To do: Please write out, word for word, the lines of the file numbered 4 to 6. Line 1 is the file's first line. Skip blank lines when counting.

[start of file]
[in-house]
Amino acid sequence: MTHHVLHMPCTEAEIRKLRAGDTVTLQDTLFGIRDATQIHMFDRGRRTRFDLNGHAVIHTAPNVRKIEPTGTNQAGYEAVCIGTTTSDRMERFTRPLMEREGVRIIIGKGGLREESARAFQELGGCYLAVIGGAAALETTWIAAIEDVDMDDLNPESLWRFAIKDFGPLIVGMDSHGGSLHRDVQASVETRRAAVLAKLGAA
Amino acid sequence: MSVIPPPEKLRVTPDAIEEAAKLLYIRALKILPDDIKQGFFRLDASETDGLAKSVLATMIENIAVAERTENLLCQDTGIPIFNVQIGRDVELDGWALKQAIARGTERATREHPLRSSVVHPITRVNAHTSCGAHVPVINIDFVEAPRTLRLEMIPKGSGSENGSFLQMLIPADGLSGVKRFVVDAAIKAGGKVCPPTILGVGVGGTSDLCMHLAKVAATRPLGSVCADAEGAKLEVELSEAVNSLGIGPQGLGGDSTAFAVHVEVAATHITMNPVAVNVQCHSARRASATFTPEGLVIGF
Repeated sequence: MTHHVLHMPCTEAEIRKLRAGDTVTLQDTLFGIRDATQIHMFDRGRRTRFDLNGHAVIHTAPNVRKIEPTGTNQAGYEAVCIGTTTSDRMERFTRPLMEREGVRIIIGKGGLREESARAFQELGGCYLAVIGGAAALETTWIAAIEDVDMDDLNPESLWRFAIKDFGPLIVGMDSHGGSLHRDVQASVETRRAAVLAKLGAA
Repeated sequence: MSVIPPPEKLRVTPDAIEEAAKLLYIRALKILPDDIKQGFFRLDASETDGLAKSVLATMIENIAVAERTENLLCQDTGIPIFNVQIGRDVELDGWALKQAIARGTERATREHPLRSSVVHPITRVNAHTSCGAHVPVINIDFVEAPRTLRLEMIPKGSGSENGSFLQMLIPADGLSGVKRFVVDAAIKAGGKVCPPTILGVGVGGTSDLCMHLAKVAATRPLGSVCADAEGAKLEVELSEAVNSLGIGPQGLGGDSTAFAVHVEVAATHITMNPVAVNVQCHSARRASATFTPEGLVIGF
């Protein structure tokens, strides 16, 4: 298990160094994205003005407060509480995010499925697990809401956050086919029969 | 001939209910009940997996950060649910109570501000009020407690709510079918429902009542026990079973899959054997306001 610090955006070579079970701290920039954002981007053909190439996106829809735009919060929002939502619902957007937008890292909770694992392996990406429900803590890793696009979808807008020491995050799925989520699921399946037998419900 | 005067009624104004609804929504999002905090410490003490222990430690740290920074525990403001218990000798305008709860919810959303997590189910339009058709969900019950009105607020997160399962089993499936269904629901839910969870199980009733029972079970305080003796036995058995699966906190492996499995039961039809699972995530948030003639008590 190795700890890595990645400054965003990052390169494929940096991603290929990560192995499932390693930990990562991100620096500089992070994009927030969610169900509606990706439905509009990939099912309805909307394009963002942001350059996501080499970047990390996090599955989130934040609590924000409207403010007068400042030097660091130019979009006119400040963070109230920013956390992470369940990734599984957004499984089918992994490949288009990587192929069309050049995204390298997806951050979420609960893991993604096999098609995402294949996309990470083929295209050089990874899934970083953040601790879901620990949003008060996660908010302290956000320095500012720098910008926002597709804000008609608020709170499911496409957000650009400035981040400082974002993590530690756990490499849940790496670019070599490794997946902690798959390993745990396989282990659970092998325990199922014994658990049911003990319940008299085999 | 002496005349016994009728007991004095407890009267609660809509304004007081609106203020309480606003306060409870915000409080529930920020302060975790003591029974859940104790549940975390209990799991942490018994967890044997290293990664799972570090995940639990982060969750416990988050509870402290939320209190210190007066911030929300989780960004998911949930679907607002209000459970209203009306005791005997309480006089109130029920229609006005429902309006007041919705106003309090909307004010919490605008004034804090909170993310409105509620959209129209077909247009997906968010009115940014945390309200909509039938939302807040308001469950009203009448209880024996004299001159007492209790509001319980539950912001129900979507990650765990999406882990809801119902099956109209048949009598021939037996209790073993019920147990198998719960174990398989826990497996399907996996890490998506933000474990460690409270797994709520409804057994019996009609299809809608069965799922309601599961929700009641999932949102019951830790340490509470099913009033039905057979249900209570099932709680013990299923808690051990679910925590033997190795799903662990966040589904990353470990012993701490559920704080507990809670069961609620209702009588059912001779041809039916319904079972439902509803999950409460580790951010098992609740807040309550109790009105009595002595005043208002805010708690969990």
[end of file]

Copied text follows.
Repeated sequence: MTHHVLHMPCTEAEIRKLRAGDTVTLQDTLFGIRDATQIHMFDRGRRTRFDLNGHAVIHTAPNVRKIEPTGTNQAGYEAVCIGTTTSDRMERFTRPLMEREGVRIIIGKGGLREESARAFQELGGCYLAVIGGAAALETTWIAAIEDVDMDDLNPESLWRFAIKDFGPLIVGMDSHGGSLHRDVQASVETRRAAVLAKLGAA
Repeated sequence: MSVIPPPEKLRVTPDAIEEAAKLLYIRALKILPDDIKQGFFRLDASETDGLAKSVLATMIENIAVAERTENLLCQDTGIPIFNVQIGRDVELDGWALKQAIARGTERATREHPLRSSVVHPITRVNAHTSCGAHVPVINIDFVEAPRTLRLEMIPKGSGSENGSFLQMLIPADGLSGVKRFVVDAAIKAGGKVCPPTILGVGVGGTSDLCMHLAKVAATRPLGSVCADAEGAKLEVELSEAVNSLGIGPQGLGGDSTAFAVHVEVAATHITMNPVAVNVQCHSARRASATFTPEGLVIGF
């Protein structure tokens, strides 16, 4: 298990160094994205003005407060509480995010499925697990809401956050086919029969 | 001939209910009940997996950060649910109570501000009020407690709510079918429902009542026990079973899959054997306001 610090955006070579079970701290920039954002981007053909190439996106829809735009919060929002939502619902957007937008890292909770694992392996990406429900803590890793696009979808807008020491995050799925989520699921399946037998419900 | 005067009624104004609804929504999002905090410490003490222990430690740290920074525990403001218990000798305008709860919810959303997590189910339009058709969900019950009105607020997160399962089993499936269904629901839910969870199980009733029972079970305080003796036995058995699966906190492996499995039961039809699972995530948030003639008590 190795700890890595990645400054965003990052390169494929940096991603290929990560192995499932390693930990990562991100620096500089992070994009927030969610169900509606990706439905509009990939099912309805909307394009963002942001350059996501080499970047990390996090599955989130934040609590924000409207403010007068400042030097660091130019979009006119400040963070109230920013956390992470369940990734599984957004499984089918992994490949288009990587192929069309050049995204390298997806951050979420609960893991993604096999098609995402294949996309990470083929295209050089990874899934970083953040601790879901620990949003008060996660908010302290956000320095500012720098910008926002597709804000008609608020709170499911496409957000650009400035981040400082974002993590530690756990490499849940790496670019070599490794997946902690798959390993745990396989282990659970092998325990199922014994658990049911003990319940008299085999 | 002496005349016994009728007991004095407890009267609660809509304004007081609106203020309480606003306060409870915000409080529930920020302060975790003591029974859940104790549940975390209990799991942490018994967890044997290293990664799972570090995940639990982060969750416990988050509870402290939320209190210190007066911030929300989780960004998911949930679907607002209000459970209203009306005791005997309480006089109130029920229609006005429902309006007041919705106003309090909307004010919490605008004034804090909170993310409105509620959209129209077909247009997906968010009115940014945390309200909509039938939302807040308001469950009203009448209880024996004299001159007492209790509001319980539950912001129900979507990650765990999406882990809801119902099956109209048949009598021939037996209790073993019920147990198998719960174990398989826990497996399907996996890490998506933000474990460690409270797994709520409804057994019996009609299809809608069965799922309601599961929700009641999932949102019951830790340490509470099913009033039905057979249900209570099932709680013990299923808690051990679910925590033997190795799903662990966040589904990353470990012993701490559920704080507990809670069961609620209702009588059912001779041809039916319904079972439902509803999950409460580790951010098992609740807040309550109790009105009595002595005043208002805010708690969990």